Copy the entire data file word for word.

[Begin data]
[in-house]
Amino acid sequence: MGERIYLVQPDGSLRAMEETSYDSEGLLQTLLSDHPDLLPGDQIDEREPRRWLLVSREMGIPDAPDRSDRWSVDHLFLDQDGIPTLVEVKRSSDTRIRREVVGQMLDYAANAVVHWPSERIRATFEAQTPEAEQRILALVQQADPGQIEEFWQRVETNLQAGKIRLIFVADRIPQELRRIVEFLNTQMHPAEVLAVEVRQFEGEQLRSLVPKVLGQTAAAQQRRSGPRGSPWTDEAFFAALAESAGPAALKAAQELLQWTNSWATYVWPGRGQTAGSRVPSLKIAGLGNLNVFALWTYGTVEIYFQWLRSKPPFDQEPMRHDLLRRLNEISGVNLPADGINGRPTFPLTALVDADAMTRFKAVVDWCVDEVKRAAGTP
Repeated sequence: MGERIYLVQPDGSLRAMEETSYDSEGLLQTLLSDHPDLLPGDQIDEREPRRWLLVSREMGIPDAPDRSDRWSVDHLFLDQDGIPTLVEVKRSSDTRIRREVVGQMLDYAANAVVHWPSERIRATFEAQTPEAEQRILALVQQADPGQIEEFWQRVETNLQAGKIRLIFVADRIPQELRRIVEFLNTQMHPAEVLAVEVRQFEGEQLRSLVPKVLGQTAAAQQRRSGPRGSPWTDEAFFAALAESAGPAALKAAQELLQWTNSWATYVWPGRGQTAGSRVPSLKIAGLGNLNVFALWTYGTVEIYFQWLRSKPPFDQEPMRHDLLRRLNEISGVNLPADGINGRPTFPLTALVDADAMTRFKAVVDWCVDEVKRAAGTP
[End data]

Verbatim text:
[in-house]
Amino acid sequence: MGERIYLVQPDGSLRAMEETSYDSEGLLQTLLSDHPDLLPGDQIDEREPRRWLLVSREMGIPDAPDRSDRWSVDHLFLDQDGIPTLVEVKRSSDTRIRREVVGQMLDYAANAVVHWPSERIRATFEAQTPEAEQRILALVQQADPGQIEEFWQRVETNLQAGKIRLIFVADRIPQELRRIVEFLNTQMHPAEVLAVEVRQFEGEQLRSLVPKVLGQTAAAQQRRSGPRGSPWTDEAFFAALAESAGPAALKAAQELLQWTNSWATYVWPGRGQTAGSRVPSLKIAGLGNLNVFALWTYGTVEIYFQWLRSKPPFDQEPMRHDLLRRLNEISGVNLPADGINGRPTFPLTALVDADAMTRFKAVVDWCVDEVKRAAGTP
Repeated sequence: MGERIYLVQPDGSLRAMEETSYDSEGLLQTLLSDHPDLLPGDQIDEREPRRWLLVSREMGIPDAPDRSDRWSVDHLFLDQDGIPTLVEVKRSSDTRIRREVVGQMLDYAANAVVHWPSERIRATFEAQTPEAEQRILALVQQADPGQIEEFWQRVETNLQAGKIRLIFVADRIPQELRRIVEFLNTQMHPAEVLAVEVRQFEGEQLRSLVPKVLGQTAAAQQRRSGPRGSPWTDEAFFAALAESAGPAALKAAQELLQWTNSWATYVWPGRGQTAGSRVPSLKIAGLGNLNVFALWTYGTVEIYFQWLRSKPPFDQEPMRHDLLRRLNEISGVNLPADGINGRPTFPLTALVDADAMTRFKAVVDWCVDEVKRAAGTP